Longitudinal Associations Between Sleep and BMI in a Low-Income, Predominantly Black American Sample
Published in: Sleep Health, Volume 9, Issue 1, pages 11-17 (February 2023). doi: 10.1016/j.sleh.2022.10.012
Posted on RAND.org on October 09, 2023
Black individuals and those experiencing socioeconomic disadvantage are at increased risk for sleep problems and obesity. This study adds to the limited extant literature examining longitudinal associations between objectively measured sleep and changes in body mass index (BMI) in Black Americans.
We focused on individuals with at least 1 observation of sleep and BMI at 1 of 3 study time points (2013, 2016, and 2018). We modeled longitudinal trends in BMI as a function of time, average of each sleep variable across assessments, and within-person deviations in each sleep variable over time.
Data were collected via interviewer-administered at-home surveys and actigraphy in Pittsburgh, PA.
Our sample comprised 1115 low-income, primarily Black adults, including 862 women and 253 men.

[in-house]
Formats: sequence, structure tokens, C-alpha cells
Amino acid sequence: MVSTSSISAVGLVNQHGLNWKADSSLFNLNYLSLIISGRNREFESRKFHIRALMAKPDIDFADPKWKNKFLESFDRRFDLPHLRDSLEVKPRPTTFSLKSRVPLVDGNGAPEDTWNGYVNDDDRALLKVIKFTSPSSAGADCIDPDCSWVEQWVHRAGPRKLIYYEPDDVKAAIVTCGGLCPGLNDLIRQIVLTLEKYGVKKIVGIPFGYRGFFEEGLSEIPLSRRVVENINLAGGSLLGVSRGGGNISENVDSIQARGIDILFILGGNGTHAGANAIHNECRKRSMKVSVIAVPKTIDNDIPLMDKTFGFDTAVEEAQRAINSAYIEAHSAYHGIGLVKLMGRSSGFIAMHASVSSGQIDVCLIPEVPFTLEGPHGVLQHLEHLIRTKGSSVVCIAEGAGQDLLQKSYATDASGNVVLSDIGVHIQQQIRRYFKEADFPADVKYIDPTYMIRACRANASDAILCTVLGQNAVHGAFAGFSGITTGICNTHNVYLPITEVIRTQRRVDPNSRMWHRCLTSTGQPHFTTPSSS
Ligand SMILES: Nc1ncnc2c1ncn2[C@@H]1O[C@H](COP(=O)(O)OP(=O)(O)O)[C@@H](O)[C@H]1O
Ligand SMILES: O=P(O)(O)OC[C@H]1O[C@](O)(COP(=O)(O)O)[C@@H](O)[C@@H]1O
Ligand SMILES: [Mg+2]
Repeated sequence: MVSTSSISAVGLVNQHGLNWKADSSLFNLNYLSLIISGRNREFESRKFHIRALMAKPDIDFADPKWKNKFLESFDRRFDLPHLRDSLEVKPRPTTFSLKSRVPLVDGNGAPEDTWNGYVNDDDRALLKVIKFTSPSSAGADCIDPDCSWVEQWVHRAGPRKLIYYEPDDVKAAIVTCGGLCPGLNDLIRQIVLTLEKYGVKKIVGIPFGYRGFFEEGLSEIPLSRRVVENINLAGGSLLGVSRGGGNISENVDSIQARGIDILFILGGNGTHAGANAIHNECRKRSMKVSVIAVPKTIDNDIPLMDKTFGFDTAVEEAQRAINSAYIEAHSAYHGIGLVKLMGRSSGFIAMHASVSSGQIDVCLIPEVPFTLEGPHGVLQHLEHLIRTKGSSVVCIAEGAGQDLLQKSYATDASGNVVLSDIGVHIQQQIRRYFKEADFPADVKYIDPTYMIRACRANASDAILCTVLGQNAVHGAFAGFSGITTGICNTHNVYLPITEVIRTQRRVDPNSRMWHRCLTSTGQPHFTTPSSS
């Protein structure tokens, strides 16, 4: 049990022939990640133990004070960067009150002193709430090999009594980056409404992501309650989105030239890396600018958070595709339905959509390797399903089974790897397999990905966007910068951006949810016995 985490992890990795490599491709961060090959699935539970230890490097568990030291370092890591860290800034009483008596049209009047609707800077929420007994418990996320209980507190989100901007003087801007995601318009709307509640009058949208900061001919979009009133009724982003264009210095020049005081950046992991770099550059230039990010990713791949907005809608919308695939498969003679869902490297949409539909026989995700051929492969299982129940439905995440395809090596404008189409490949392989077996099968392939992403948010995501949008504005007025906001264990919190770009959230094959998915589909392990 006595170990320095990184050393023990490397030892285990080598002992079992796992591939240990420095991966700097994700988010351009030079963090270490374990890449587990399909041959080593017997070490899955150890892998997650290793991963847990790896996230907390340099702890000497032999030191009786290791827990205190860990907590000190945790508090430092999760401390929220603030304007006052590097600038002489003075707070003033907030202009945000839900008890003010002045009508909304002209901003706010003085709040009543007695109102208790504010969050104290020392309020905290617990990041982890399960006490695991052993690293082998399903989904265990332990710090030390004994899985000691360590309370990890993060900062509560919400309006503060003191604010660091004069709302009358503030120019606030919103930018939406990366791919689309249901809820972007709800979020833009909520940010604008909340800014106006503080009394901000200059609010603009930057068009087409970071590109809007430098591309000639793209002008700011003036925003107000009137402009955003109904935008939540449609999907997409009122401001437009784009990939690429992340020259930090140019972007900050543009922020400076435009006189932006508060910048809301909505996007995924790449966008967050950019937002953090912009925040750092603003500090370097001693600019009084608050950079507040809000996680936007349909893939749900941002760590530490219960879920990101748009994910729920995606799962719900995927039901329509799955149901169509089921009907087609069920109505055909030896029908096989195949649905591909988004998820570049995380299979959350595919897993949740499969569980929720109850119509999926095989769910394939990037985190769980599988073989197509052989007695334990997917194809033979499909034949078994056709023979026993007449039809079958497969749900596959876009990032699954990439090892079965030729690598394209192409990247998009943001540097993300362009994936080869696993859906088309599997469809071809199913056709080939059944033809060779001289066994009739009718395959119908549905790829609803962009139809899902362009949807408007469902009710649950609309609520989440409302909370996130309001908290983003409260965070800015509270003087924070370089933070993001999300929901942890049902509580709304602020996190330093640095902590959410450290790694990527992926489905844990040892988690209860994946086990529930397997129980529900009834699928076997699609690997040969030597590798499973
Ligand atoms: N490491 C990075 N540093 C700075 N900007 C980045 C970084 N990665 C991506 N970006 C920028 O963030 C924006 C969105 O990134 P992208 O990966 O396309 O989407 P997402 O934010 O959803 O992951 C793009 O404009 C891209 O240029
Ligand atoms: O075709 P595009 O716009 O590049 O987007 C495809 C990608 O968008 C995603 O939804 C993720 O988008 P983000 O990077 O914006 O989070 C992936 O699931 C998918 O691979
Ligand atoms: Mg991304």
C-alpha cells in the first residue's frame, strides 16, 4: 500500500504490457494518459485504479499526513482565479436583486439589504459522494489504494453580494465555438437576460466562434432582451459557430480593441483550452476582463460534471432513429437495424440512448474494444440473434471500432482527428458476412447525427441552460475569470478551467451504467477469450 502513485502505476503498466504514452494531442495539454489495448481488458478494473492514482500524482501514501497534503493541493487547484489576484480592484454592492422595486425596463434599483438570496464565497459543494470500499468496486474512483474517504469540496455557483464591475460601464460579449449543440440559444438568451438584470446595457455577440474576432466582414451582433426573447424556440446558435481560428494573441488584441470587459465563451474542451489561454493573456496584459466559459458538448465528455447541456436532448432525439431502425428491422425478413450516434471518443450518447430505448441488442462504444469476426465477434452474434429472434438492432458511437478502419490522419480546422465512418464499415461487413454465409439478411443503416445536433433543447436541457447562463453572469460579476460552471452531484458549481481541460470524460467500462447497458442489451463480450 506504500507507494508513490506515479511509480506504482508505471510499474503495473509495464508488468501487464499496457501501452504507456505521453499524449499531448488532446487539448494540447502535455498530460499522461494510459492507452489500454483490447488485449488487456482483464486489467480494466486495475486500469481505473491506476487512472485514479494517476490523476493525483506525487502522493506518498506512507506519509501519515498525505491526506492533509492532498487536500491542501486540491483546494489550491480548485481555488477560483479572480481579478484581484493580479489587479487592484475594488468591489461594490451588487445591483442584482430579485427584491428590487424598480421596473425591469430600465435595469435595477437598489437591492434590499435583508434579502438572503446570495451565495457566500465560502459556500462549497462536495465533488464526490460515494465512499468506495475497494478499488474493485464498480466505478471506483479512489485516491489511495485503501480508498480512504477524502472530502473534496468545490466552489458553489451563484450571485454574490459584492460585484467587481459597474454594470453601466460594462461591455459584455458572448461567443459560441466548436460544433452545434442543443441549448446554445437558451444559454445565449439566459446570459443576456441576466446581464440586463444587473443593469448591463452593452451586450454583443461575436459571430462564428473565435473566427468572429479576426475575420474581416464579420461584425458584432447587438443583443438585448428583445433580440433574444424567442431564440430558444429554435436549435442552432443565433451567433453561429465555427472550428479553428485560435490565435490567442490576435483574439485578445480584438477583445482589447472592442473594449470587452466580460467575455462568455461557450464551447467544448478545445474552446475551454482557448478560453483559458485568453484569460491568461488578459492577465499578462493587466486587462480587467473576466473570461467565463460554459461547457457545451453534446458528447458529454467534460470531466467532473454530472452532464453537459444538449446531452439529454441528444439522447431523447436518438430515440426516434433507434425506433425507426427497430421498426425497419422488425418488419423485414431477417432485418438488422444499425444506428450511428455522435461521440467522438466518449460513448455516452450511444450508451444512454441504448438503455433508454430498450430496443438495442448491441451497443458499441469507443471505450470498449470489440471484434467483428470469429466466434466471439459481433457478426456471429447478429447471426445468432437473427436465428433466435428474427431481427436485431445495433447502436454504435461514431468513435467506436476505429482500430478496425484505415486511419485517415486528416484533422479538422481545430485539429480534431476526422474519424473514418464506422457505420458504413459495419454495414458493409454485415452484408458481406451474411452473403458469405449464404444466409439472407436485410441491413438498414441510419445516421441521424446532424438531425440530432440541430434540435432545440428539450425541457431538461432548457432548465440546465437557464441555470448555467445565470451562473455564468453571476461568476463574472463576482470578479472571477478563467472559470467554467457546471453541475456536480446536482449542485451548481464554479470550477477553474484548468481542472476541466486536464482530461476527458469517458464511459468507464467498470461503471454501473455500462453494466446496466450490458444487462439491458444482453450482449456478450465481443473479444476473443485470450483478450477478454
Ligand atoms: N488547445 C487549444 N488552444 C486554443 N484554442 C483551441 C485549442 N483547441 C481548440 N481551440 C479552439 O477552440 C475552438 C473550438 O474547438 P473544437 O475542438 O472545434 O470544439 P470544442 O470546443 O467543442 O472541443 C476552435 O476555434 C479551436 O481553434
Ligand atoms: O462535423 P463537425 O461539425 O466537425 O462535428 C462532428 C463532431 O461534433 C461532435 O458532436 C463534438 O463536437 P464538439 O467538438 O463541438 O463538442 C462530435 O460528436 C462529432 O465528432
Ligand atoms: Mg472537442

Sleep measures included actigraphy-measured total sleep time, sleep efficiency, and wakefulness after sleep onset, as well as self-reported sleep quality. We also included objectively measured BMI.
In models adjusted for age, gender, and other sociodemographic covariates (eg, income, marital status), there were no significant longitudinal associations between total sleep time, sleep efficiency, wakefulness after sleep onset, or subjective sleep quality and changes in BMI.
This study provides further evidence that, among a sample of low-income Black adults, sleep problems are not longitudinally predictive of BMI. Although ample cross-sectional evidence demonstrates that sleep problems and obesity commonly co-occur, longitudinal evidence is mixed. Better understanding the overlap of sleep and obesity over time may contribute to prevention and intervention efforts.